For those of you who go fishing for catfish, you know that, right out of the water, catfish meat tastes like the mud and scum the fish has been swimming in. To get that taste out, one needs to soak that fish – preferably alive – in fresh water. Willingly or not, the things around one are absorbed within…when we were young, Mom & Dad would listen to oldies on the radio in the car, and while we said we greatly disliked that kind of music, we could sing many of those songs verbatim. Willingly or not, the things around one are absorbed within.
We hear in the Gospel today: …the things that come out from within are what defile…From within people, from their hearts, come evil thoughts, unchastity, theft, murder, adultery, greed, malice, deceit, licentiousness, envy, blasphemy, arrogance, folly…All these evils come from within and they defile. From within comes the evil – that much is clear – but how does it get in there? As with that catfish swimming at the bottom of a lake or river, as with us in the car as kids, the things we ingest … music, movies, TV, newspapers, magazines … ingest with our eyes, ears, mind is what we’re likely to think about most often. It becomes our default way of thinking whether we know it or not, and our thinking leads to actions based on what we value as important. As the Lord said elsewhere: where your treasure is, there also will your heart be. Thus, there forms this connection between what we take in and what we will love. From this, we find our Lord, citing Isaiah, the prophet: This people honors me with their lips, but their hearts are far from me; in vain do they worship me…
On the flipside, however, good can be instilled in our hearts just like evil. What we most often ingest leads to what and how we most often think. Thinking affects our behavior based on what we think is important based on what we think is right and wrong, good and bad. Here, we find St. James encouraging us: Humbly welcome the word that has been planted in you and is able to save your souls. If we allow ourselves to be fed with those things that are true, good, and beautiful, especially as found in the Sacred Scriptures, the teachings of the Church, and also good literature and entertainment, because, All good giving and every perfect gift is from above, coming down from the Father of lights, with whom there is no alteration or shadow caused by change. These things – true, good, and beautiful – will enrich our hearts, and transform our behavior. These will be seeds that set deep roots and grow up to bear fruit.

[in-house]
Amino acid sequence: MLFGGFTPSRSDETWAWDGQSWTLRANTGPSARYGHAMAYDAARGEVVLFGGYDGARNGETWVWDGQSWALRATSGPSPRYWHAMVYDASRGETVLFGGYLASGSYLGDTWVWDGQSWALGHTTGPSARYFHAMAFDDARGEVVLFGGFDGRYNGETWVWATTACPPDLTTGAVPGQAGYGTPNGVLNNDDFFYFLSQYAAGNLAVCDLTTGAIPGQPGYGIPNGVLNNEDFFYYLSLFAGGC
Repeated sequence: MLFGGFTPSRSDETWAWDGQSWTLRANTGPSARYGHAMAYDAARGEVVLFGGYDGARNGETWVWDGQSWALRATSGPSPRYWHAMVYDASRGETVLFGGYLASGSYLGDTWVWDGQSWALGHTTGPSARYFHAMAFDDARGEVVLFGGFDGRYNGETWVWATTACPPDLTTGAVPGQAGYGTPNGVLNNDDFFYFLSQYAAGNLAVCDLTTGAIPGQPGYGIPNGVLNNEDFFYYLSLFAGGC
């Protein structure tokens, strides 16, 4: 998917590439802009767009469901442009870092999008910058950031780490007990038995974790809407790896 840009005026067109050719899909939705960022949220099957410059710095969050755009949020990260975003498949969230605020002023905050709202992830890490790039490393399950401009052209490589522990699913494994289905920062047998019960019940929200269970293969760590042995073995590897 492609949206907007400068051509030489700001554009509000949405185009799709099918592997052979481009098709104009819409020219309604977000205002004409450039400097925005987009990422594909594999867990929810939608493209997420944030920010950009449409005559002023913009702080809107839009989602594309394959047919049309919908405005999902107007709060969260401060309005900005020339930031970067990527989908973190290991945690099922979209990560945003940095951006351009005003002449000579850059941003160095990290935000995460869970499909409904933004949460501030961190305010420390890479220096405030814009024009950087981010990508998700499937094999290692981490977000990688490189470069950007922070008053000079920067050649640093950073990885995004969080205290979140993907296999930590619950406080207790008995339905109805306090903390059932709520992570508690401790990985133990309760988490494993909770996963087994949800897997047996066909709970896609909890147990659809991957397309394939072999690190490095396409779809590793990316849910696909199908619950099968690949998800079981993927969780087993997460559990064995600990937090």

So, St. James continues, be doers of the word. Let that seed, planted in your hearts actually bear fruit. In this light, what a gift are the Commandments, Beatitudes, Spiritual and Corporal Works of Mercy. We hear a bit of this in the responsorial psalm this morning: He who…walks blamelessly and does justice; who thinks the truth in his heart and slanders not with his tongue…who harms not his fellow man, nor takes up a reproach against his neighbor…who lends not his money at usury and accepts no bribe against the innocent.
Also, Pope Francis has decreed a World Day of Prayer for Creation, reminding us that we are called to care for creation. In his encyclical letter on creation, Pope Francis wrote: the life of the spirit is not dissociated from the body or from nature or from worldly realities, but lived in and with them, in communion with all that surrounds us. (LS, 216) Ultimately, this is a call to conversion that we might be good and grateful stewards of the many good gifts of our Heavenly Father to us, remembering that it’s not just for us, but for all His children, those present & those to come.
Let’s be clear about what’s at stake: it’s not just about being a nice person, a humanitarian, or a social worker. Moses ordered the Israelites to obey the Commandments given by God, …that you may live, and may enter in and take possession of the land which the LORD, the God of your fathers, is giving you. For Israel, it was a physical place, the Promised Land, but it would foreshadow that true Promised Land of eternal life. Note well: their disobedience cost them dearly; it can cost us dearly as well. Refusing to follow God’s Will, a whole generation died in the desert. That 40 years wandering the desert was not for lack of directions or maps; it was a consequence of their choice to live their own way. Our eternal salvation is conditional upon how we live in this world, and acts come from within, from the heart and mind, fed by what we take in.
Moses further said to the Israelites: Observe them carefully, for thus will you give evidence of your wisdom and intelligence to the nations. This observation of the Commandments was not just a matter for their own salvation. For the Israelites, their behavior was meant to be a model and example to others, that other nations might marvel at the wisdom and goodness of their society and lifestyle, which would lead them to seek to imitate the Israelites by joining in this obedience to the one, true God.
Even more so, we who have the fullness of the means of salvation who have been given the Good News of salvation for those near and far, we, too, are expected to be that model and example for others. Whatever your age, occupation, vocation, God has a plan for you; He wants you to be His missionary, not necessarily in some foreign land, but in your own neighborhood, so that others may be compelled by the wisdom and goodness of your life and be drawn to Jesus Christ.
Perhaps the challenge and invitation to us by our Lord this day and for this week is to look at what we’re ingesting, to make sure we’re filling our minds and hearts with goodness, truth, and beauty, that we might bear the fruit of a holy life.